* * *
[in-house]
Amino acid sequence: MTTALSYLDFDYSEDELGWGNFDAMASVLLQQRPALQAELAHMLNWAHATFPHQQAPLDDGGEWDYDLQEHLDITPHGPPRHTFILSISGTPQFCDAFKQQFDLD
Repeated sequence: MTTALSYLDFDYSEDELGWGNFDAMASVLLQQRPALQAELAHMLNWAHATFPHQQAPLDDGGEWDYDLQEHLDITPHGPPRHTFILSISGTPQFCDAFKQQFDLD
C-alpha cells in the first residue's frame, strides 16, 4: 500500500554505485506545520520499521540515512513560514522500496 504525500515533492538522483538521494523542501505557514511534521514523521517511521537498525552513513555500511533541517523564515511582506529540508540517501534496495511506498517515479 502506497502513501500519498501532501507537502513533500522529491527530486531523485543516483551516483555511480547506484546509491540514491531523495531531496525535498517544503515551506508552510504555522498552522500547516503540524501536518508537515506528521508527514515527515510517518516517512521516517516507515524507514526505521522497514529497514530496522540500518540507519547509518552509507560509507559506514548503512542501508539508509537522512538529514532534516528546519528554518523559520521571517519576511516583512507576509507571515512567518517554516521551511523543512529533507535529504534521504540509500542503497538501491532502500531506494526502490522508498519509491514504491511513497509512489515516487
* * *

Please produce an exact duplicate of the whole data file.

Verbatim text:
[in-house]
Amino acid sequence: MTTALSYLDFDYSEDELGWGNFDAMASVLLQQRPALQAELAHMLNWAHATFPHQQAPLDDGGEWDYDLQEHLDITPHGPPRHTFILSISGTPQFCDAFKQQFDLD
Repeated sequence: MTTALSYLDFDYSEDELGWGNFDAMASVLLQQRPALQAELAHMLNWAHATFPHQQAPLDDGGEWDYDLQEHLDITPHGPPRHTFILSISGTPQFCDAFKQQFDLD
C-alpha cells in the first residue's frame, strides 16, 4: 500500500554505485506545520520499521540515512513560514522500496 504525500515533492538522483538521494523542501505557514511534521514523521517511521537498525552513513555500511533541517523564515511582506529540508540517501534496495511506498517515479 502506497502513501500519498501532501507537502513533500522529491527530486531523485543516483551516483555511480547506484546509491540514491531523495531531496525535498517544503515551506508552510504555522498552522500547516503540524501536518508537515506528521508527514515527515510517518516517512521516517516507515524507514526505521522497514529497514530496522540500518540507519547509518552509507560509507559506514548503512542501508539508509537522512538529514532534516528546519528554518523559520521571517519576511516583512507576509507571515512567518517554516521551511523543512529533507535529504534521504540509500542503497538501491532502500531506494526502490522508498519509491514504491511513497509512489515516487